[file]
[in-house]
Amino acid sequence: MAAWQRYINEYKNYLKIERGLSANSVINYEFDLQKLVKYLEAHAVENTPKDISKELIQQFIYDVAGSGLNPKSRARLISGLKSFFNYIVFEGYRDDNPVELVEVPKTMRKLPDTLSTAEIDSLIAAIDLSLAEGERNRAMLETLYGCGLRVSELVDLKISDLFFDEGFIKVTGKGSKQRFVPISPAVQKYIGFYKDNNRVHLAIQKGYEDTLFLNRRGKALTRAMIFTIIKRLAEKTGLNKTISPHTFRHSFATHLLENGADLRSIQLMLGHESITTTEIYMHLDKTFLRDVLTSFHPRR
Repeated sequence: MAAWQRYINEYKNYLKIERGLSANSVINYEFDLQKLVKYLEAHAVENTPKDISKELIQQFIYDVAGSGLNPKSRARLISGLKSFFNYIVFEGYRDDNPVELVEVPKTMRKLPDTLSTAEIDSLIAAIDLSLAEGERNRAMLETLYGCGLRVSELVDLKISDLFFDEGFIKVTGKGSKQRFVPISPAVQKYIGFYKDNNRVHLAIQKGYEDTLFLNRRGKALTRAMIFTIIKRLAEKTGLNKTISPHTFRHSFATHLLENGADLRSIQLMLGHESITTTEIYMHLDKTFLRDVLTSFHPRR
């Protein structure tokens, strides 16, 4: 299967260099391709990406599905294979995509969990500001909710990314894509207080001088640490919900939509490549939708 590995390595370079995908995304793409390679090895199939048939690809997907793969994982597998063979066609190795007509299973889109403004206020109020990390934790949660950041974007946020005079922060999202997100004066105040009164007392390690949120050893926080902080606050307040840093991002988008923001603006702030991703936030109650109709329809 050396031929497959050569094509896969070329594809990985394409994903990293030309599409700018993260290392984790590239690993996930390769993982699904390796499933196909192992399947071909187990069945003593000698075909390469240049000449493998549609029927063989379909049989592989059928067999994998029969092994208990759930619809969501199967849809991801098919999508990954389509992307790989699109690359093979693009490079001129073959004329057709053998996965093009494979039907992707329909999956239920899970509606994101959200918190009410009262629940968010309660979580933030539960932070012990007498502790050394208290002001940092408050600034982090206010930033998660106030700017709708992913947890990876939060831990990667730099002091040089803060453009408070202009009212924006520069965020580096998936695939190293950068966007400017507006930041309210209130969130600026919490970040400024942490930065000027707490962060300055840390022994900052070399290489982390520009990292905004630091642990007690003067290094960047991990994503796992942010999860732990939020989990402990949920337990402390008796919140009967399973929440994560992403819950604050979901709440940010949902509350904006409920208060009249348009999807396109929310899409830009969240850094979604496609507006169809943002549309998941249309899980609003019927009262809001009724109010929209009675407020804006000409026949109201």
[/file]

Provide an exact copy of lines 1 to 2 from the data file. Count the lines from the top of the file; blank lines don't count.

[in-house]
Amino acid sequence: MAAWQRYINEYKNYLKIERGLSANSVINYEFDLQKLVKYLEAHAVENTPKDISKELIQQFIYDVAGSGLNPKSRARLISGLKSFFNYIVFEGYRDDNPVELVEVPKTMRKLPDTLSTAEIDSLIAAIDLSLAEGERNRAMLETLYGCGLRVSELVDLKISDLFFDEGFIKVTGKGSKQRFVPISPAVQKYIGFYKDNNRVHLAIQKGYEDTLFLNRRGKALTRAMIFTIIKRLAEKTGLNKTISPHTFRHSFATHLLENGADLRSIQLMLGHESITTTEIYMHLDKTFLRDVLTSFHPRR